Alberta's spike in COVID-19 infections and the virus's infiltration of Canada's team is concerning for the world junior hockey championship in Edmonton, according to a health and law expert and an epidemiologist. The 10-country tournament, scheduled from Dec. 25 to Jan. 5 ,is modelled on the same "bubble" used by the NHL to complete the Western Conference playoffs and Stanley Cup final at Edmonton's Rexall Place in August and September. But active cases of infection in Alberta are over 10 times higher than when NHL playoffs began Aug. 1. Lorian Hardcastle, an associate professor in the Faculty of Law and Cummings School of Medicine at the University of Calgary, said that makes the optics of hosting the world junior tournament difficult. "A lot of people's recreational pursuits have been taken away and people were very happy to have sports to watch on TV," Hardcastle told The Canadian Press. "We do need to give people some satisfaction and happiness where we're able to, but I am concerned with this tournament. With Alberta's numbers as high as they are, it's difficult to endorse this. "The number of cases that we now have is completely different than what we had then." Alberta had 1,386 active cases Aug. 1 compared to 14,052 on Thursday. Of the 510 deaths in the province attributed to COVID-19, 221 were in the Edmonton area. The provincial government has banned all team sports until at least Dec. 15, but leagues can apply for exemptions if they have "well-developed COVID safety plans," according to Premier Jason Kenney. "I think it's just all-around a bad idea to be bringing people into this region and this province when we are already facing a situation where our health-care system is overwhelmed and is going to have difficulty coping with those individuals that are here," said Ilan Schwartz, an associate professor in the division of infectious diseases at the University of Alberta. "The NHL showed that it can be done, but the stops that were pulled out in order to create and maintain a bubble for the NHL playoffs were enormous. "It's not safe for the players to be coming into a place where there's a surge in infections. While the players themselves are going to be young and healthy and low risk of serious complications from the virus, they are still very much able to transmit it to those people around them." Despite screening for the virus upon arrival at Canada's 46-player selection camp in Red Deer, Alta., two players and a "non-core" staff member who didn't have direct contact with them have tested positive for the virus. The host country's players, coaches and staff are quarantined at the team hotel until Dec. 6. The three are asymptomatic, according to Hockey Canada. The nine other international teams are scheduled to arrive by charter flight Dec. 13. Exhibition games are planned for Dec. 20-23. Hockey Canada's vice-president of events insists stringent protocols and testing required for international players to enter Edmonton's "bubble" will make the world junior championship safe to proceed. "We are putting in place in Edmonton what I'm going to call a more secure bubble environment for the event," Dean McIntosh said Thursday on a conference call. International players will be required to test negative in quarantine for seven days before travelling to Canada. They'll be quarantined and tested daily for five days in their individual hotel rooms after arrival. Personnel in the "protected zone" will be required to use apps for daily self-assessment as well as providing their location. "We know where everybody in the bubble is at all times," McIntosh said. "That may sound a little high level, but our goal is to ensure that we know the athletes, administrators of teams and well as people delivering the bubble are in a very safe environment and are following the protocols we put in place. "That, combined with the support we've had from both the federal and provincial governments, we feel strongly about our ability to deliver a great event in Edmonton in December." The tournament for the world's top male players under the age of 20 would include 250 players, plus staff, for a total of 400. That cohort is slightly smaller than the dozen NHL teams that started the Western Conference playoffs in Edmonton. No personnel tested positive for the virus from the time players entered the bubble July 26 to the hoisting of the Stanley Cup on Sept. 28, according to the NHL. This report by The Canadian Press was first published Nov. 26, 2020. Donna Spencer, The Canadian Press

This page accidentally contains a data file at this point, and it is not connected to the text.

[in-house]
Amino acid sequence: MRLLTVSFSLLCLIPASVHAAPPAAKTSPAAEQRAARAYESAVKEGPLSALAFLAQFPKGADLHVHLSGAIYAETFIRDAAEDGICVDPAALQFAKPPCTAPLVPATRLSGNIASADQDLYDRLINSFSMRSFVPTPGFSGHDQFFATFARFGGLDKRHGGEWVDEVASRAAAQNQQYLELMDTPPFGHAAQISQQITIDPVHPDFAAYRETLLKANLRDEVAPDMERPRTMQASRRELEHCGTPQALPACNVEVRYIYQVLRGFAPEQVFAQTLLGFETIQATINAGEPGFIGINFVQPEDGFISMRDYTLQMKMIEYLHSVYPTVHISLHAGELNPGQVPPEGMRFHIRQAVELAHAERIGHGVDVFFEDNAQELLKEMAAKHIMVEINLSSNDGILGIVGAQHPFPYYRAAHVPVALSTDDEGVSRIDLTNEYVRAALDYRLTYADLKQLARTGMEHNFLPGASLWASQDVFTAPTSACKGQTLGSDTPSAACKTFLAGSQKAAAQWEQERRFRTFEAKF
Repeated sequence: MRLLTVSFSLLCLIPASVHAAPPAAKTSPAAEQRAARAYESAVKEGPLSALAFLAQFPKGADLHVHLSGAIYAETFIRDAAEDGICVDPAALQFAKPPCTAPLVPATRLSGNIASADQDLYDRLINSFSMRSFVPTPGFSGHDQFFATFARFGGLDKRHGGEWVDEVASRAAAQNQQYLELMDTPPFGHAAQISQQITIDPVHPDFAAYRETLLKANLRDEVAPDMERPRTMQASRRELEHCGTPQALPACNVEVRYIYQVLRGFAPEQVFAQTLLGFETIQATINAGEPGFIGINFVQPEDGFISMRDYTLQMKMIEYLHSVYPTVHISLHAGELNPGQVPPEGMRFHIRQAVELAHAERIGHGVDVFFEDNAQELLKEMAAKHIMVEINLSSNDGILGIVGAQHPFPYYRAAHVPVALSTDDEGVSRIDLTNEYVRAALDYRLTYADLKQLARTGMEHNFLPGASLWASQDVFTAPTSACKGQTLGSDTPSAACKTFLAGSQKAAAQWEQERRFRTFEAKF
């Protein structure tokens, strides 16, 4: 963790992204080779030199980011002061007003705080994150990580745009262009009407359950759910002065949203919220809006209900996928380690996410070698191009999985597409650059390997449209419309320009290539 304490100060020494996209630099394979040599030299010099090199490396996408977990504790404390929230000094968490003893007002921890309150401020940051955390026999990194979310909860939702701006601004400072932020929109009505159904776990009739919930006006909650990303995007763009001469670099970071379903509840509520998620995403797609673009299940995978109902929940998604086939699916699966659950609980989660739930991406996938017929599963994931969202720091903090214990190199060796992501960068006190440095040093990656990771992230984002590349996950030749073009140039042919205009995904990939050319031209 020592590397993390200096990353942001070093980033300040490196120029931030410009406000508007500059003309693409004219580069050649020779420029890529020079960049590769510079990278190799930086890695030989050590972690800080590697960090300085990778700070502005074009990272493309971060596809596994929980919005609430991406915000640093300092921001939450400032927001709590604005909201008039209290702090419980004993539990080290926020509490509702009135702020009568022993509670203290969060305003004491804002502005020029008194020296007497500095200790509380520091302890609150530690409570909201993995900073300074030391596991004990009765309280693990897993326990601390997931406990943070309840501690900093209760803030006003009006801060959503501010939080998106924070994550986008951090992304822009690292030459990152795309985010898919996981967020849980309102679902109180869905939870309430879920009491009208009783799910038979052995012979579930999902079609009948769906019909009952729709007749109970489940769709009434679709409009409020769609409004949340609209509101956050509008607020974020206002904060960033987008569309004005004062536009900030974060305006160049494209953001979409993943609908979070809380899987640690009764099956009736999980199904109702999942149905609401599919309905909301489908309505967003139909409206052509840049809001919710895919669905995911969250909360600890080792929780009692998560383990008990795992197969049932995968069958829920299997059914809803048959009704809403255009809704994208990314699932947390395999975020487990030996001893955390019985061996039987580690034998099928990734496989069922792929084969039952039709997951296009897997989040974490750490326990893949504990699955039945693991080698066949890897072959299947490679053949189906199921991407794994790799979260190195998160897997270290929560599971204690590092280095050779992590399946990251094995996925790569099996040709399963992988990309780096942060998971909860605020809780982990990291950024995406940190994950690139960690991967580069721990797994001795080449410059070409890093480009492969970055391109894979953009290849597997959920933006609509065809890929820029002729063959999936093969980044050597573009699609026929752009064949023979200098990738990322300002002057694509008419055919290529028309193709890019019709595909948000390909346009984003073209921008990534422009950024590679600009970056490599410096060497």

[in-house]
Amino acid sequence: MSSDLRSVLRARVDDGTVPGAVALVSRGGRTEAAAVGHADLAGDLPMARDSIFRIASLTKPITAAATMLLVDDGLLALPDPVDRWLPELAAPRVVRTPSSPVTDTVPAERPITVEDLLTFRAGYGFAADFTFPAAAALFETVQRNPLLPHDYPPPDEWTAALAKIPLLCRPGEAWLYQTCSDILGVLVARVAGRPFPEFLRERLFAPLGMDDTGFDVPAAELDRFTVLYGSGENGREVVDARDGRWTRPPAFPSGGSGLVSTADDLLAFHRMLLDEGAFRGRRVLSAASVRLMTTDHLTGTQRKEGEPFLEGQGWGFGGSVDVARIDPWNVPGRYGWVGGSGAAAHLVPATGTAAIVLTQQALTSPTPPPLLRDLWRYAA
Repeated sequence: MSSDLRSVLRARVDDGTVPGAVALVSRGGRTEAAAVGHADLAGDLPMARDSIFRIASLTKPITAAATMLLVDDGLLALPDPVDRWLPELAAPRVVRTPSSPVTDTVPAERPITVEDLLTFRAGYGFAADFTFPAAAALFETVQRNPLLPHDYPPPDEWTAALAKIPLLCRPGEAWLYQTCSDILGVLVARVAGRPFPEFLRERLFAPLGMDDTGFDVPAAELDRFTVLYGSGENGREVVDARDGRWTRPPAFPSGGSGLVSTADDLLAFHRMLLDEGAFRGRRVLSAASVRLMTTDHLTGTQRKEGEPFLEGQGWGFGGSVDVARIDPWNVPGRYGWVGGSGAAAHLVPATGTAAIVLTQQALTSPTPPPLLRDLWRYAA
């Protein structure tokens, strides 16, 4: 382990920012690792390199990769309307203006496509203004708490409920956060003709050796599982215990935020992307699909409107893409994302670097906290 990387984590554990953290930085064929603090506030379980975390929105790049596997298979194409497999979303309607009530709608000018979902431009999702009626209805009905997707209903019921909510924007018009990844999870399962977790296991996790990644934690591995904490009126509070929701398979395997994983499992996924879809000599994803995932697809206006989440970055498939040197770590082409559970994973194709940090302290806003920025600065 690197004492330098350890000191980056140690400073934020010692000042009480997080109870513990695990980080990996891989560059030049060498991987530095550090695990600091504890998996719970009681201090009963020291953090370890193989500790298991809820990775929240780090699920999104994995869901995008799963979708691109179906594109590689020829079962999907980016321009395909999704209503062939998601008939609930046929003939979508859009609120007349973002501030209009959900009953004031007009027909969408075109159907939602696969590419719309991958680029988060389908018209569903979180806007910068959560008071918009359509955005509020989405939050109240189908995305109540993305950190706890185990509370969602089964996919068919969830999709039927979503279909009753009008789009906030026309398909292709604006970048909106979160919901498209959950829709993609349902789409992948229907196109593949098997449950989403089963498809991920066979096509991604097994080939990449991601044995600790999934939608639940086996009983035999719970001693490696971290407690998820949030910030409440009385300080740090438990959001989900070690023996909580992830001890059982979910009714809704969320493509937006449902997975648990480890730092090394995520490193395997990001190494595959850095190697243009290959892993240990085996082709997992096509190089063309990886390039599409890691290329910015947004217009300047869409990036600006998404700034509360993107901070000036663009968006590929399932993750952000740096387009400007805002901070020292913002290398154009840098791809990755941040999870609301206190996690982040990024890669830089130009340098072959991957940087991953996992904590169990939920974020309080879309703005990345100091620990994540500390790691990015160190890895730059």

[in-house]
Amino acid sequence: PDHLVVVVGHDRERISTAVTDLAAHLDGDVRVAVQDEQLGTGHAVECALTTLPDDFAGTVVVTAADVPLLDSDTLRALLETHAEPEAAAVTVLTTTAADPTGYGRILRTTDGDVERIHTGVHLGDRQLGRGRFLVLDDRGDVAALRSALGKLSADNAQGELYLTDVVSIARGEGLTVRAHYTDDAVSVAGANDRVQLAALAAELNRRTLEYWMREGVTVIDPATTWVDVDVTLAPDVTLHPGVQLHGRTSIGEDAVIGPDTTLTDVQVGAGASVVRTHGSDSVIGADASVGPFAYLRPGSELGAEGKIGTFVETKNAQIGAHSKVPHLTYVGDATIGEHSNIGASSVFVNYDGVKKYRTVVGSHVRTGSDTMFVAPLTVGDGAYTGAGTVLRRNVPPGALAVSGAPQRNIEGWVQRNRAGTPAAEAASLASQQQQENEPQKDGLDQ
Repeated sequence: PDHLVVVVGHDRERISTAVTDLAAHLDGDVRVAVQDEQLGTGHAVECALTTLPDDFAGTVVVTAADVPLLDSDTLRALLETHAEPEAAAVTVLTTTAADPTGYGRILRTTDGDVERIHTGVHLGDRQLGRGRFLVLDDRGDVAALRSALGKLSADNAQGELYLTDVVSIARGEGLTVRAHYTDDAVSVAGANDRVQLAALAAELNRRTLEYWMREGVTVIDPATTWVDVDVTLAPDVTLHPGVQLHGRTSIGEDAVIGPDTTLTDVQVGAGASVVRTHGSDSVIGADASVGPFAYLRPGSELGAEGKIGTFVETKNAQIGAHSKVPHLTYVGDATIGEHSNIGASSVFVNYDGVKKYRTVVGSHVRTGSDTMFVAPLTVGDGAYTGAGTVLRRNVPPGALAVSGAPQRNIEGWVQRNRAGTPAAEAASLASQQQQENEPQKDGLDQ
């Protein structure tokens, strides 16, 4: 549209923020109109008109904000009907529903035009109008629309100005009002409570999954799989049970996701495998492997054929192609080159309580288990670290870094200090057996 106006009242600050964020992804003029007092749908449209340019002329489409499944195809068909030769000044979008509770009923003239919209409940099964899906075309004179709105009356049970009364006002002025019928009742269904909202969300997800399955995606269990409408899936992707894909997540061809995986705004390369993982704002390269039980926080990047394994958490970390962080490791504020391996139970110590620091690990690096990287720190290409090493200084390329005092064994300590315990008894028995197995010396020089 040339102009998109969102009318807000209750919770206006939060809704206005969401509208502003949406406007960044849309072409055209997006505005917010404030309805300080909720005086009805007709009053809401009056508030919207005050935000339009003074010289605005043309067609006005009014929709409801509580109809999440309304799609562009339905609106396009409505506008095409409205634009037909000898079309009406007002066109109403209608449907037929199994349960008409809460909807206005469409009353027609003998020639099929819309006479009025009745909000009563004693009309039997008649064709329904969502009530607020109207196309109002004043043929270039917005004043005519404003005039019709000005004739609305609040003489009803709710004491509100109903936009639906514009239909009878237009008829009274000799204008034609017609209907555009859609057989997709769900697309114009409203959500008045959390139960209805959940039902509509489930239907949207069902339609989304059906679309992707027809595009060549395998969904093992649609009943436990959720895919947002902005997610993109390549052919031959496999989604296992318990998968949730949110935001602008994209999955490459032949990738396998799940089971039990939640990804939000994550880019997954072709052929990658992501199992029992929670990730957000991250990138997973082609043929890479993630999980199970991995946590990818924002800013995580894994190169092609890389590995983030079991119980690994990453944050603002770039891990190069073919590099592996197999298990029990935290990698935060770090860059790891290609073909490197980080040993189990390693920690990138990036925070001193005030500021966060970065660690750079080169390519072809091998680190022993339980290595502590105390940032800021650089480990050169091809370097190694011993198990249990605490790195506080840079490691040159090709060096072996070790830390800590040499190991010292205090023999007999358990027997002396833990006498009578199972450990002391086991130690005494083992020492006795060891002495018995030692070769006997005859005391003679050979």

WASHINGTON, D.C. - The leader of the New Democrats has thrown down the gauntlet to Alexandria Ocasio-Cortez, and Canada-U. S. relations may never be the same. Jagmeet Singh challenged the firebrand member of Congress to a round of "Among Us," a popular online multiplayer game, and she accepted. AOC, as she's known, livestreamed her debut on the game last month in an effort to lure younger voters to the polls for the Nov. 3 election, attracting a staggering 439,000 viewers. Friday's matchup, which will stream on the online gaming site Twitch, begins at 7 p.m. eastern time. A controversial standard-bearer for left-wing progressive politics, the 31-year-old Ocasio-Cortez was first elected to represent her New York district in the House of Representatives in 2018. Since then, she has become one of the most familiar faces on Capitol Hill, part of a progressive wing of the Democrats that includes former presidential hopefuls Bernie Sanders and Elizabeth Warren. "Among Us" pits a team of tiny astronauts trying to return to Earth against one of their own, an anonymous saboteur whose objective is to kill off other crew members before they can repair their ship and identify the impostor. "Canadian members of Parliament and U.S. members of Congress venting each other into space. What could go wrong?" Ocasio-Cortez tweeted in response to Singh's invitation. "See you tomorrow." Ocasio-Cortez's Oct. 20 livestream, which included fellow progressive congresswoman Ilhan Omar, was one of the most-viewed events in the nine-year history of Twitch, which has become a popular way for politicians to attract young supporters. The record still belongs to a professional gamer who played the popular game "Fortnite" with Canadian superstar Drake, rapper Travis Scott and NFL wide receiver JuJu Smith-Schuster, with 628,000 viewers watching at the same time. This report by The Canadian Press was first published Nov. 26, 2020. The Canadian Press